If a woman loses a pregnancy after she's past her 20th week, it's called a stillbirth. Stillbirths are due to natural causes. They can happen before delivery or during delivery. Causes include:
- Problems with the placenta, the organ that transports oxygen and nutrients to the fetus
- Genetic problems with the fetus
- Fetal infections
- Other physical problems in the fetus
In at least half of all cases, it is not possible to tell why the baby died.
If stillbirth happens before delivery, your health care provider may induce labor or perform a Cesarean section to deliver the fetus. In some cases, you can wait until you go into labor yourself. This usually happens within two weeks of stillbirth.
Counseling may help you cope with your grief. Later, if you do decide to try again, work closely with your health care provider to lower the risks. Many women who have a stillbirth go on to have healthy babies.
NIH: National Institute of Child Health and Human Development
- Common Causes of Stillbirth (First Candle/SIDS Alliance)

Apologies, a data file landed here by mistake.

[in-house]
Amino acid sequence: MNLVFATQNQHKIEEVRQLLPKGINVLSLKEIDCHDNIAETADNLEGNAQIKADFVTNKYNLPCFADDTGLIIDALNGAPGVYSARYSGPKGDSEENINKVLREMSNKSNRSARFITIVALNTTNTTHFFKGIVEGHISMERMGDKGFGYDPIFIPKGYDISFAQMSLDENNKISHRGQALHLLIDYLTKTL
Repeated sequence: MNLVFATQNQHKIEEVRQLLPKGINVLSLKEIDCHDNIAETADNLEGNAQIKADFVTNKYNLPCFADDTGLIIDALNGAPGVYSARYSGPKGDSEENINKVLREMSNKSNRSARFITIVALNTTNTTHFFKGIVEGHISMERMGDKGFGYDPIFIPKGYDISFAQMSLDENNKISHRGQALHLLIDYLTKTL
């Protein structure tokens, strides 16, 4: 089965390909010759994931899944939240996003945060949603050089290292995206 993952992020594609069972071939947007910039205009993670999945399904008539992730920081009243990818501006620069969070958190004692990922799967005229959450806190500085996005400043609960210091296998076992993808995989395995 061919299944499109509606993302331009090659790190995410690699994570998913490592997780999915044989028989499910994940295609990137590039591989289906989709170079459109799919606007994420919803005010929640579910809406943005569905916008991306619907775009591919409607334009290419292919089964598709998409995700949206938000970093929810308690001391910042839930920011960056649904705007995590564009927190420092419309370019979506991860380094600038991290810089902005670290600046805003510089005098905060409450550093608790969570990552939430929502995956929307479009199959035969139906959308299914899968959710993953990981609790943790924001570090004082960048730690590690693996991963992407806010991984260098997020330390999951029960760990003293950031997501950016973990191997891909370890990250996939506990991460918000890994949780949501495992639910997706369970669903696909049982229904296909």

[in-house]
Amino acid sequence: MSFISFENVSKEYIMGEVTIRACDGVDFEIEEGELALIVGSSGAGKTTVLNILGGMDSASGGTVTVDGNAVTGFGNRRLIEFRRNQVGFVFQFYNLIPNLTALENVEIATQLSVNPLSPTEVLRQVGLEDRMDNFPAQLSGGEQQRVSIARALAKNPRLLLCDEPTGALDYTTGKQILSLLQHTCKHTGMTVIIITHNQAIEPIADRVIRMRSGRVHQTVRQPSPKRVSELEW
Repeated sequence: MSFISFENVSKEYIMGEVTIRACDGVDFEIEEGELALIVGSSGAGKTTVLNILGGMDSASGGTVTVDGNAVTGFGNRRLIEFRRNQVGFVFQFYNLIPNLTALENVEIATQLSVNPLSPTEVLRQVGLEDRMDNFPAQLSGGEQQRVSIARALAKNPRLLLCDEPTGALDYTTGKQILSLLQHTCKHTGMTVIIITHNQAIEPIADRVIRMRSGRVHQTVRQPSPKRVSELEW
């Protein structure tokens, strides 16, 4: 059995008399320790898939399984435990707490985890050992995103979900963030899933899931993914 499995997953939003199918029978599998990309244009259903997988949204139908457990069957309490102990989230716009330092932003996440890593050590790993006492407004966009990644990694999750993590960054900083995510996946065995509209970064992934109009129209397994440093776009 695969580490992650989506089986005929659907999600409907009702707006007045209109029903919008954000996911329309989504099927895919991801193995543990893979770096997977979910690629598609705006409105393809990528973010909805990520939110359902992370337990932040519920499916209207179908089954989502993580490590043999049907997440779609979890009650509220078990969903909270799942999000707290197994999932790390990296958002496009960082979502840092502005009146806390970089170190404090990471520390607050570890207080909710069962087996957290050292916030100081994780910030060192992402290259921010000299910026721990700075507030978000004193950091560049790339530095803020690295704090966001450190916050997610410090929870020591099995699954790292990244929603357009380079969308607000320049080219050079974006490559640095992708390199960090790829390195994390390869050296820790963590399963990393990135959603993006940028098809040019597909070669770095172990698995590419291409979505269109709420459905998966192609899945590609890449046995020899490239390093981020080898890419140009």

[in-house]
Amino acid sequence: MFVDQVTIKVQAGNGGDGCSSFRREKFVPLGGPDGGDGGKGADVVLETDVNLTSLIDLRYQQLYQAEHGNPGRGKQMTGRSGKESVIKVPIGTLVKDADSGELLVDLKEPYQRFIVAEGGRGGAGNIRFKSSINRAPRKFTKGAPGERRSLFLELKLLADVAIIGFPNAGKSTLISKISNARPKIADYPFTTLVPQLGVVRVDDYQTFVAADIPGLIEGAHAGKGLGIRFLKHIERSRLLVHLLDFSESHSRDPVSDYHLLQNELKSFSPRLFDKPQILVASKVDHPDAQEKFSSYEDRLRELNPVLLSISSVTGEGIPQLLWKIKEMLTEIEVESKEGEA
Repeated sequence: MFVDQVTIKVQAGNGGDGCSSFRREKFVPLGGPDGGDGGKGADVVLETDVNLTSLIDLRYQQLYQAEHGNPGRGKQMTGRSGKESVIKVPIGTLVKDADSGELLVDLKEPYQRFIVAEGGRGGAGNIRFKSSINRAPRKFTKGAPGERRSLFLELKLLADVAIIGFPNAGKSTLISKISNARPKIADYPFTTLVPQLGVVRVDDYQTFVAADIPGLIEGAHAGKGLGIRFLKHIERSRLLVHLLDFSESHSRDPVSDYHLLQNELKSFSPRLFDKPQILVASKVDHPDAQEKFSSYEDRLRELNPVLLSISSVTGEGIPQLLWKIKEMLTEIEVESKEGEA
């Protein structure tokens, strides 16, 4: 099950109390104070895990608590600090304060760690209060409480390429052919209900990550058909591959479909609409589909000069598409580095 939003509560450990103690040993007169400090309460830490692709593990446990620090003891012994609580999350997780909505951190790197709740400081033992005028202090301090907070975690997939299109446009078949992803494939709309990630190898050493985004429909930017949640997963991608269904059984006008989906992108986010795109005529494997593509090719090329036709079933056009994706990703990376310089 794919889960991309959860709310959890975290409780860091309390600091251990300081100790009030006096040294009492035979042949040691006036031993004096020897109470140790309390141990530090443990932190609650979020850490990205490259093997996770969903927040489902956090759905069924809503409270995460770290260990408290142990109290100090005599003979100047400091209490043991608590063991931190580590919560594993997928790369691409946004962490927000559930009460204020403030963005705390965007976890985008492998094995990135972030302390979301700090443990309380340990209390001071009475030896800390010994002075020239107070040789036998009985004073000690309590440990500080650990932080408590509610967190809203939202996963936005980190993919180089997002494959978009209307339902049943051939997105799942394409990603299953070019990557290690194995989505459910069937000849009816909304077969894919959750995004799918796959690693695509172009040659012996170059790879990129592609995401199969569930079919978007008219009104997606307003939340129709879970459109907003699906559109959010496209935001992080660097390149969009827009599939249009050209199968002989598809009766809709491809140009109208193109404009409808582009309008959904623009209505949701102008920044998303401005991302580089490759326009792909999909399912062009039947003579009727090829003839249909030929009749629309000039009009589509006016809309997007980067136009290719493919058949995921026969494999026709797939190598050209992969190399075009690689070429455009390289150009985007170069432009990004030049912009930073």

- Dealing with Your Grief (March of Dimes Birth Defects Foundation)
- Pregnancy Loss (Department of Health and Human Services, Office on Women's Health)
- Stillbirth (March of Dimes Birth Defects Foundation)
- Stillbirth FAQ (First Candle/SIDS Alliance)
- Stillbirth, Miscarriage, and Infant Death (Compassionate Friends) Available in Spanish
- Surviving Stillbirth (First Candle/SIDS Alliance)
- Stillbirths Now Outnumber Infant Deaths in U.S. (07/23/2015, HealthDay)
- One Stillbirth Greatly Raises Odds for Another: Study (06/25/2015, HealthDay)
- Ultrasound (March of Dimes Birth Defects Foundation)
Statistics and Research
- Challenge of Fetal Mortality (National Center for Health Statistics)